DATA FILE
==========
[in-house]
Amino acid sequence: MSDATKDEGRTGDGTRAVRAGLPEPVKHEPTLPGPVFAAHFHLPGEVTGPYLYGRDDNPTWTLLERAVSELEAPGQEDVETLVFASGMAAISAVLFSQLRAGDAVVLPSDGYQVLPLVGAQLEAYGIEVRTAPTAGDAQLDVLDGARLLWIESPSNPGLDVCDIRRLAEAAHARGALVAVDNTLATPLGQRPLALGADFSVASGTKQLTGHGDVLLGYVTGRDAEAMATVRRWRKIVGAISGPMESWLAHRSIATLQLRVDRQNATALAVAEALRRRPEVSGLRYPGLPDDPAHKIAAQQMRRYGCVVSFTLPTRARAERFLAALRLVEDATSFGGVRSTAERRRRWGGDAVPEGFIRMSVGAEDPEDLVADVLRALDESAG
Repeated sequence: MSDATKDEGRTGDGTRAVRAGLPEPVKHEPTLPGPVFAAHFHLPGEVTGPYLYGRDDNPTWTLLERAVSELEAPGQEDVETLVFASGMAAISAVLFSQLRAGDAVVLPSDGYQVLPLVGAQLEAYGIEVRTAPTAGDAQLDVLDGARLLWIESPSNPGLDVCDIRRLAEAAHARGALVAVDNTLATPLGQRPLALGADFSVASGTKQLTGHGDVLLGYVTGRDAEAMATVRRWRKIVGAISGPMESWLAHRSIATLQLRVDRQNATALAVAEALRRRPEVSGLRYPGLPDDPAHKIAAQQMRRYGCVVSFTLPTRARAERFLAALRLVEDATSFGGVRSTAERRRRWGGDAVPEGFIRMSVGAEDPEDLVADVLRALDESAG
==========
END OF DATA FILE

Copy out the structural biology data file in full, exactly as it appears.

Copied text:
[in-house]
Amino acid sequence: MSDATKDEGRTGDGTRAVRAGLPEPVKHEPTLPGPVFAAHFHLPGEVTGPYLYGRDDNPTWTLLERAVSELEAPGQEDVETLVFASGMAAISAVLFSQLRAGDAVVLPSDGYQVLPLVGAQLEAYGIEVRTAPTAGDAQLDVLDGARLLWIESPSNPGLDVCDIRRLAEAAHARGALVAVDNTLATPLGQRPLALGADFSVASGTKQLTGHGDVLLGYVTGRDAEAMATVRRWRKIVGAISGPMESWLAHRSIATLQLRVDRQNATALAVAEALRRRPEVSGLRYPGLPDDPAHKIAAQQMRRYGCVVSFTLPTRARAERFLAALRLVEDATSFGGVRSTAERRRRWGGDAVPEGFIRMSVGAEDPEDLVADVLRALDESAG
Repeated sequence: MSDATKDEGRTGDGTRAVRAGLPEPVKHEPTLPGPVFAAHFHLPGEVTGPYLYGRDDNPTWTLLERAVSELEAPGQEDVETLVFASGMAAISAVLFSQLRAGDAVVLPSDGYQVLPLVGAQLEAYGIEVRTAPTAGDAQLDVLDGARLLWIESPSNPGLDVCDIRRLAEAAHARGALVAVDNTLATPLGQRPLALGADFSVASGTKQLTGHGDVLLGYVTGRDAEAMATVRRWRKIVGAISGPMESWLAHRSIATLQLRVDRQNATALAVAEALRRRPEVSGLRYPGLPDDPAHKIAAQQMRRYGCVVSFTLPTRARAERFLAALRLVEDATSFGGVRSTAERRRRWGGDAVPEGFIRMSVGAEDPEDLVADVLRALDESAG